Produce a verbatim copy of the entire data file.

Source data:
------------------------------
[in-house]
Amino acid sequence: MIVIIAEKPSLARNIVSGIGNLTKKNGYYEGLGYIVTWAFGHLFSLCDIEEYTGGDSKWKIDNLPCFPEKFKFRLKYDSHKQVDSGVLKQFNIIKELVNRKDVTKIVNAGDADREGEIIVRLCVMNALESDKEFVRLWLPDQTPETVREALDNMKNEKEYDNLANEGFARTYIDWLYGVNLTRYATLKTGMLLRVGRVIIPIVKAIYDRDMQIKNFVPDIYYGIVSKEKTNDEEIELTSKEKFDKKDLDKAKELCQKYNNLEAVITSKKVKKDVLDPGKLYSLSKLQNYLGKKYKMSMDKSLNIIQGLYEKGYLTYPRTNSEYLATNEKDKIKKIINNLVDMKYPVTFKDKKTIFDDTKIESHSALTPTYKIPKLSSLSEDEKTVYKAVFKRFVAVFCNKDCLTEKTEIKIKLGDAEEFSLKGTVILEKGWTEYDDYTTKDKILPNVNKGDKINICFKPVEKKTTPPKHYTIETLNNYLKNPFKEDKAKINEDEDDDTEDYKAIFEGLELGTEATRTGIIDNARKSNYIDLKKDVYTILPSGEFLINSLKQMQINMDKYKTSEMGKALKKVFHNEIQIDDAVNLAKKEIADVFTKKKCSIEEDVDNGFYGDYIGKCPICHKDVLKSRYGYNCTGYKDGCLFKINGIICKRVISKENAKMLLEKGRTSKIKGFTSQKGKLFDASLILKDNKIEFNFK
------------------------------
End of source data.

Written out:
[in-house]
Amino acid sequence: MIVIIAEKPSLARNIVSGIGNLTKKNGYYEGLGYIVTWAFGHLFSLCDIEEYTGGDSKWKIDNLPCFPEKFKFRLKYDSHKQVDSGVLKQFNIIKELVNRKDVTKIVNAGDADREGEIIVRLCVMNALESDKEFVRLWLPDQTPETVREALDNMKNEKEYDNLANEGFARTYIDWLYGVNLTRYATLKTGMLLRVGRVIIPIVKAIYDRDMQIKNFVPDIYYGIVSKEKTNDEEIELTSKEKFDKKDLDKAKELCQKYNNLEAVITSKKVKKDVLDPGKLYSLSKLQNYLGKKYKMSMDKSLNIIQGLYEKGYLTYPRTNSEYLATNEKDKIKKIINNLVDMKYPVTFKDKKTIFDDTKIESHSALTPTYKIPKLSSLSEDEKTVYKAVFKRFVAVFCNKDCLTEKTEIKIKLGDAEEFSLKGTVILEKGWTEYDDYTTKDKILPNVNKGDKINICFKPVEKKTTPPKHYTIETLNNYLKNPFKEDKAKINEDEDDDTEDYKAIFEGLELGTEATRTGIIDNARKSNYIDLKKDVYTILPSGEFLINSLKQMQINMDKYKTSEMGKALKKVFHNEIQIDDAVNLAKKEIADVFTKKKCSIEEDVDNGFYGDYIGKCPICHKDVLKSRYGYNCTGYKDGCLFKINGIICKRVISKENAKMLLEKGRTSKIKGFTSQKGKLFDASLILKDNKIEFNFK